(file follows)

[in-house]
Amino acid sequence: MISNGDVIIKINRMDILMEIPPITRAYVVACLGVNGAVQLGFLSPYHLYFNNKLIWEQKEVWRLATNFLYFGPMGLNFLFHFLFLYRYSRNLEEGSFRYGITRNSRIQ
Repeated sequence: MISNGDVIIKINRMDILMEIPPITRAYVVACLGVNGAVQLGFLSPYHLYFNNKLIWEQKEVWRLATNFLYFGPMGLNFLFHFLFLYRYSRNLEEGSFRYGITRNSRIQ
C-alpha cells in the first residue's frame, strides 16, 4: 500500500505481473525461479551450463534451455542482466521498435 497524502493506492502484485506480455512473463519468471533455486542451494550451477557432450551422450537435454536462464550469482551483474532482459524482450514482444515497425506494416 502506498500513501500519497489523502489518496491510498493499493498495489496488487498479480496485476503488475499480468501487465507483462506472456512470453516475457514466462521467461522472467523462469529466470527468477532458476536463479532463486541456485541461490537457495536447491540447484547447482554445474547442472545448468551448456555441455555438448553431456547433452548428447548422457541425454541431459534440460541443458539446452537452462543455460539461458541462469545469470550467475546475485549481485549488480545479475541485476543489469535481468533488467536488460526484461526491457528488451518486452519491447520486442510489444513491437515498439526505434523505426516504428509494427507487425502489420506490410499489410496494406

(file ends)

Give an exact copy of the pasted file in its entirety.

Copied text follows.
[in-house]
Amino acid sequence: MISNGDVIIKINRMDILMEIPPITRAYVVACLGVNGAVQLGFLSPYHLYFNNKLIWEQKEVWRLATNFLYFGPMGLNFLFHFLFLYRYSRNLEEGSFRYGITRNSRIQ
Repeated sequence: MISNGDVIIKINRMDILMEIPPITRAYVVACLGVNGAVQLGFLSPYHLYFNNKLIWEQKEVWRLATNFLYFGPMGLNFLFHFLFLYRYSRNLEEGSFRYGITRNSRIQ
C-alpha cells in the first residue's frame, strides 16, 4: 500500500505481473525461479551450463534451455542482466521498435 497524502493506492502484485506480455512473463519468471533455486542451494550451477557432450551422450537435454536462464550469482551483474532482459524482450514482444515497425506494416 502506498500513501500519497489523502489518496491510498493499493498495489496488487498479480496485476503488475499480468501487465507483462506472456512470453516475457514466462521467461522472467523462469529466470527468477532458476536463479532463486541456485541461490537457495536447491540447484547447482554445474547442472545448468551448456555441455555438448553431456547433452548428447548422457541425454541431459534440460541443458539446452537452462543455460539461458541462469545469470550467475546475485549481485549488480545479475541485476543489469535481468533488467536488460526484461526491457528488451518486452519491447520486442510489444513491437515498439526505434523505426516504428509494427507487425502489420506490410499489410496494406